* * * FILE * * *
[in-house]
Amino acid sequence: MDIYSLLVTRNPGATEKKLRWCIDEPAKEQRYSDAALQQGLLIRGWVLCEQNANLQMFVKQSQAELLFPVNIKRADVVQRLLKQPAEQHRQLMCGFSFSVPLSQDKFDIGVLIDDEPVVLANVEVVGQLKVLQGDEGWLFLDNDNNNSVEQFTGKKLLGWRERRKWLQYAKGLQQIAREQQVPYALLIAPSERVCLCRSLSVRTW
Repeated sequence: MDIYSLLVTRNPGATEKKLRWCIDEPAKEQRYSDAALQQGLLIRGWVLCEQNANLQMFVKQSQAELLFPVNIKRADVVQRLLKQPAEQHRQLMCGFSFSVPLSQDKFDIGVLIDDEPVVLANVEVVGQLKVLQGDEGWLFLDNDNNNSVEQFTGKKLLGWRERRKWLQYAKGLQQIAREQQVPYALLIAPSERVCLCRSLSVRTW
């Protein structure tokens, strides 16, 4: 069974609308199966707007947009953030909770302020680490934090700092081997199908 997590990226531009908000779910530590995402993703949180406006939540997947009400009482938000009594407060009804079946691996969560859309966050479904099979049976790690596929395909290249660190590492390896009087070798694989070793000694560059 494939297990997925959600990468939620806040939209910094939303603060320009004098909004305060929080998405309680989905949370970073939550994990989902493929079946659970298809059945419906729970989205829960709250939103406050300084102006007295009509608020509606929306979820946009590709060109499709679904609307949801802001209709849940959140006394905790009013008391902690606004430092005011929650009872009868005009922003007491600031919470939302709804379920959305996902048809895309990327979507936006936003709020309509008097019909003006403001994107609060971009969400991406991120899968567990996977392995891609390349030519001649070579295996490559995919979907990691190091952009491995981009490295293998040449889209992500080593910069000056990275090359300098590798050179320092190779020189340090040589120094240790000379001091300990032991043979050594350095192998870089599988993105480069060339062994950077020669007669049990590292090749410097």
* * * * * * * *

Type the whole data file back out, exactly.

[in-house]
Amino acid sequence: MDIYSLLVTRNPGATEKKLRWCIDEPAKEQRYSDAALQQGLLIRGWVLCEQNANLQMFVKQSQAELLFPVNIKRADVVQRLLKQPAEQHRQLMCGFSFSVPLSQDKFDIGVLIDDEPVVLANVEVVGQLKVLQGDEGWLFLDNDNNNSVEQFTGKKLLGWRERRKWLQYAKGLQQIAREQQVPYALLIAPSERVCLCRSLSVRTW
Repeated sequence: MDIYSLLVTRNPGATEKKLRWCIDEPAKEQRYSDAALQQGLLIRGWVLCEQNANLQMFVKQSQAELLFPVNIKRADVVQRLLKQPAEQHRQLMCGFSFSVPLSQDKFDIGVLIDDEPVVLANVEVVGQLKVLQGDEGWLFLDNDNNNSVEQFTGKKLLGWRERRKWLQYAKGLQQIAREQQVPYALLIAPSERVCLCRSLSVRTW
């Protein structure tokens, strides 16, 4: 069974609308199966707007947009953030909770302020680490934090700092081997199908 997590990226531009908000779910530590995402993703949180406006939540997947009400009482938000009594407060009804079946691996969560859309966050479904099979049976790690596929395909290249660190590492390896009087070798694989070793000694560059 494939297990997925959600990468939620806040939209910094939303603060320009004098909004305060929080998405309680989905949370970073939550994990989902493929079946659970298809059945419906729970989205829960709250939103406050300084102006007295009509608020509606929306979820946009590709060109499709679904609307949801802001209709849940959140006394905790009013008391902690606004430092005011929650009872009868005009922003007491600031919470939302709804379920959305996902048809895309990327979507936006936003709020309509008097019909003006403001994107609060971009969400991406991120899968567990996977392995891609390349030519001649070579295996490559995919979907990691190091952009491995981009490295293998040449889209992500080593910069000056990275090359300098590798050179320092190779020189340090040589120094240790000379001091300990032991043979050594350095192998870089599988993105480069060339062994950077020669007669049990590292090749410097």